There are several potent injectable hormonal drugs that cause superovulation—the stimulating of several follicles in the ovary during the same cycle. They are used in preparation for IVF (see below), but they can also be effective for women who don’t ovulate and for those with unexplained infertility. These medications include genetically engineered versions of FSH (Gonal-f and Follistim), and a combination of LH and FSH (brand names, Repronex and Menopur), which is made from the urine of menopausal women. Since the drugs “override” the natural hormonal messages from the pituitary gland and reproductive organs, they must be combined with other hormonal drugs such as hCG (a form of LH that triggers ovulation). The injections are given for seven to 12 days, and the follicles are carefully monitored with ultrasound to help reduce the odds of multiple births.

Surgical repair for women
Tubal ligation (“tube-tying” to prevent pregnancy) can often be successfully reversed with surgery. While many surgeons still do this procedure as regular abdominal surgery, a few are now doing the repairs laparoscopically. Done in the hospital under anesthesia, laparoscopy involves inserting a narrow tube containing a tiny video camera through a small incision in the abdomen. Once the surgeon has examined the pelvic organs, additional small incisions are made so surgical instruments can be used to put the tubes back together again. Laparoscopy can also be used to remove scar tissue blocking the tubes. However, if there is severe scarring from surgery or past infection, laparoscopy is only about 15 percent effective. In these cases, IVF is the best option.

Surgical repair for men
“Vasectomy [male surgical sterilization] can also be reversed with microsurgery,” says Dr. Silber. The operation is almost always successful, meaning that tests show sperm present in the ejaculate afterward. (However the rate for achieving pregnancy is lower.) Microsurgery can also be used to remove blockages of the epididymis (the long tube connecting the testicles and sperm duct).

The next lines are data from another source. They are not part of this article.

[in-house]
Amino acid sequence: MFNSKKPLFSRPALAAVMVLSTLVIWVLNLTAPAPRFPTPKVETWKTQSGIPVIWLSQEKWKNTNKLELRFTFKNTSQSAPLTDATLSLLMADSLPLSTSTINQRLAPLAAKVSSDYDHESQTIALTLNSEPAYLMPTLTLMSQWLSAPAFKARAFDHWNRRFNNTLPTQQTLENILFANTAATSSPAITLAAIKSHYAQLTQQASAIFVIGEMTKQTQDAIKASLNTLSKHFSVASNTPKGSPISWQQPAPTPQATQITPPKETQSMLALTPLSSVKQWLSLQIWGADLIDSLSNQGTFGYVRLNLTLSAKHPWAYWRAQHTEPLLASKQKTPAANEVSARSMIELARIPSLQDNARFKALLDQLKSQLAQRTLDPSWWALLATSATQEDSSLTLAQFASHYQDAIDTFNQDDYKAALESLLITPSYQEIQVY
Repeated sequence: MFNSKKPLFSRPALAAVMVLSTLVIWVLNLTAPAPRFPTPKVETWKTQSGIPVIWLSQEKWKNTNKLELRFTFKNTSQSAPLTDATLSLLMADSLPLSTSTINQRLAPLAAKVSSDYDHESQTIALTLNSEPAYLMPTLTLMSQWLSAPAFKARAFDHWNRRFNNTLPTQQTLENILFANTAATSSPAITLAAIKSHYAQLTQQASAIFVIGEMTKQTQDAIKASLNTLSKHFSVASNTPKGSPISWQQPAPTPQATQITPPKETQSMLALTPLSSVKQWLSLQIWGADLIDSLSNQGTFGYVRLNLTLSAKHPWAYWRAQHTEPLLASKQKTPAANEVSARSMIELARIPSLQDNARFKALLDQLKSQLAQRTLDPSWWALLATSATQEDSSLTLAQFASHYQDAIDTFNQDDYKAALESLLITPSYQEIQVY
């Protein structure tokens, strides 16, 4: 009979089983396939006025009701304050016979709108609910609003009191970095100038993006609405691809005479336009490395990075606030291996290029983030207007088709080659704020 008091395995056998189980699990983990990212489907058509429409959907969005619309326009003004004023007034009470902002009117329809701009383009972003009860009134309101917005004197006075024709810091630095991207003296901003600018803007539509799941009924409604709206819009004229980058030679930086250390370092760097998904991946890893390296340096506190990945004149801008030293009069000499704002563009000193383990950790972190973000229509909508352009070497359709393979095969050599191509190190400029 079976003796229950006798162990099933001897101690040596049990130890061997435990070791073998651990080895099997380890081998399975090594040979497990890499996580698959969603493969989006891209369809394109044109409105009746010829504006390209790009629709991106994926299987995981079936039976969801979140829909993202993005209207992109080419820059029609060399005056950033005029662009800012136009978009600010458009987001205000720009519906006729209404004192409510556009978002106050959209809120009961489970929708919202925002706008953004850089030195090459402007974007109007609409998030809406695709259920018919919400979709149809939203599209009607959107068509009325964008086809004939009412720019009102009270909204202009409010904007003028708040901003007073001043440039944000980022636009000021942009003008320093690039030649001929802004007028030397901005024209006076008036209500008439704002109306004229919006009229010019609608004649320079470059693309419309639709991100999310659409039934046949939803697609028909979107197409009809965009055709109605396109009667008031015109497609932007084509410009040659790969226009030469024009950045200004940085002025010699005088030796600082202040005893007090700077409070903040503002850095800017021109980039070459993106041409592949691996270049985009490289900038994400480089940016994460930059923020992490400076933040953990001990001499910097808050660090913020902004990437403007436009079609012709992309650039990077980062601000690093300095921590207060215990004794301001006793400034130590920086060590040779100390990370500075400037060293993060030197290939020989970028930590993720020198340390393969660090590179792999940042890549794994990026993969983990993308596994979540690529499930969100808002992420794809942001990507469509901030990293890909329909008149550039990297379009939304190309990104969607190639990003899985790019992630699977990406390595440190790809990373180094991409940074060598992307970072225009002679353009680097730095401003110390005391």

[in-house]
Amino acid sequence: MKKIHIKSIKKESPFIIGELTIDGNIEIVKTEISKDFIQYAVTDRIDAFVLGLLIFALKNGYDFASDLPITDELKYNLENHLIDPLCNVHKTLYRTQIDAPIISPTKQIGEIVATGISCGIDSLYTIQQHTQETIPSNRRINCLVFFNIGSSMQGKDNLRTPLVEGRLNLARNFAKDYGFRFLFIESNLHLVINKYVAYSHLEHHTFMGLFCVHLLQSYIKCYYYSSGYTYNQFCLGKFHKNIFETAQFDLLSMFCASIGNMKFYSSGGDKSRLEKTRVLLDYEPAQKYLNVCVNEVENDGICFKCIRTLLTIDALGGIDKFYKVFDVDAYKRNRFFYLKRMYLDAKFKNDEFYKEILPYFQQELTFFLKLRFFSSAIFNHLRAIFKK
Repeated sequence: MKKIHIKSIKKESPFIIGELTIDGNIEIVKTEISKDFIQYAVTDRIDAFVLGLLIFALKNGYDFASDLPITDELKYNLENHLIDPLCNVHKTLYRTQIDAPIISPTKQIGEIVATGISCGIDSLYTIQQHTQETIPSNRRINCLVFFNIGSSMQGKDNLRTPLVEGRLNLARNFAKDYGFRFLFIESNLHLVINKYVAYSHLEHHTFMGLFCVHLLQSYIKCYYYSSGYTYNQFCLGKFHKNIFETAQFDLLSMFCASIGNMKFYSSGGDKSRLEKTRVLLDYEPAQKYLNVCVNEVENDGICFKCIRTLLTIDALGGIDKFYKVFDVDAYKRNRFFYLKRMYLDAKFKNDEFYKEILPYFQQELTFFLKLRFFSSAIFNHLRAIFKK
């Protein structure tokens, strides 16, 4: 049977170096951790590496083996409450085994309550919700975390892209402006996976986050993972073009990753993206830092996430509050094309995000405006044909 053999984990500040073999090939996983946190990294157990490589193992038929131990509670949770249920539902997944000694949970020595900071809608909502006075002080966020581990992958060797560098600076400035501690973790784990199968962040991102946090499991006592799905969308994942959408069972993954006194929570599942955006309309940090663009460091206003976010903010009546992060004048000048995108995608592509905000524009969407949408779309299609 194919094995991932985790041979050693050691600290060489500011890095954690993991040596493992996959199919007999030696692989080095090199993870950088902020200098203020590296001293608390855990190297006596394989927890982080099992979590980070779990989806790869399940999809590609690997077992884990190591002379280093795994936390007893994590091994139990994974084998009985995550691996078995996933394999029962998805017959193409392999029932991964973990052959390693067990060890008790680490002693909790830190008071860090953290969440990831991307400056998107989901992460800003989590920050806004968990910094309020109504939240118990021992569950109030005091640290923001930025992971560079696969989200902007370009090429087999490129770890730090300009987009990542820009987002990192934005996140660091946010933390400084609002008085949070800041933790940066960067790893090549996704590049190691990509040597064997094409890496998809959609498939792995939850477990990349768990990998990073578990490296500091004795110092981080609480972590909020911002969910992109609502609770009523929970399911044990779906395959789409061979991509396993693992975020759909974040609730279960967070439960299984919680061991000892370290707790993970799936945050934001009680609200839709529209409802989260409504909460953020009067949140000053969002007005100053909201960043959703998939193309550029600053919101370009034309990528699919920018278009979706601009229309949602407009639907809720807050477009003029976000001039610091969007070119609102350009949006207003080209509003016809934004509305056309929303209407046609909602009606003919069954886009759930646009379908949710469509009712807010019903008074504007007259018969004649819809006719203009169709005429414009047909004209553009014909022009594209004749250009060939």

If you’ve made it to this point and still aren’t pregnant, it may be time to harness the vast powers of high-tech medicine to help you. These are the techniques that make the news, and the techniques that are helping more and more couples to become pregnant.

Super-Tech Ways to Conceive

Ovarian tissue freezing and egg freezing
These new treatments are now being offered for women whose ovaries must be removed after a diagnosis of cancer, or whose eggs may be damaged or destroyed by cancer treatments such as chemotherapy and radiation. And egg freezing is also being offered to younger women who want to preserve their fertility. Although dozens of babies have been conceived with frozen eggs, the technology is still considered experimental.

In vitro maturation of immature eggs
This experimental technique for women with polycystic ovaries—who produce multiple immature eggs in a single cycle—is currently being attempted at a number of centers in the U.S. So far there have been only a few pregnancies recorded.

PGD
An adjunct to IVF, PGD (pre-implantation genetic diagnosis) allows embryos to be tested for genetic problems before they are implanted in IVF. PGD is often recommended for couples who know they carry the gene for a specific disorder (such as cystic fibrosis or sickle cell disease), so that only embryos that don’t carry the gene will be implanted. PGD may also help prevent future miscarriage in women who have suffered recurrent pregnant loss due to genetic problems. Scientists hope that new advances in PGD will eventually help identify the best embryos to implant for IVF in any couple undergoing the procedure, but so far its effectiveness in couples without a known genetic disorder is questionable.

Intracytoplasmic sperm injection
An adjunct to IVF, intracytoplasmic sperm injection (ICSI) can help men with extremely low or even zero sperm count to become fathers. In this technique, doctors retrieve a single sperm from testicular or epididymal tissue and then microsurgically inject it into the egg.

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In vitro fertilization
IVF is the treatment of choice
—and the final fertility treatment option—for a variety of patients, including women with total fallopian tube blockage. It leads to childbirth in about 30 percent of cases. In IVF, the follicles are stimulated with superovulation drugs, but the eggs are retrieved from the ovaries before ovulation so they can be joined with sperm in a lab dish. To reduce the chances of multiple births, most doctors today transfer no more than two embryos into the uterus at a time; any extras can be frozen.

A version of this article originally appeared in the Conceive Magazine's Special Issue 2008-2009. View the digital issue now!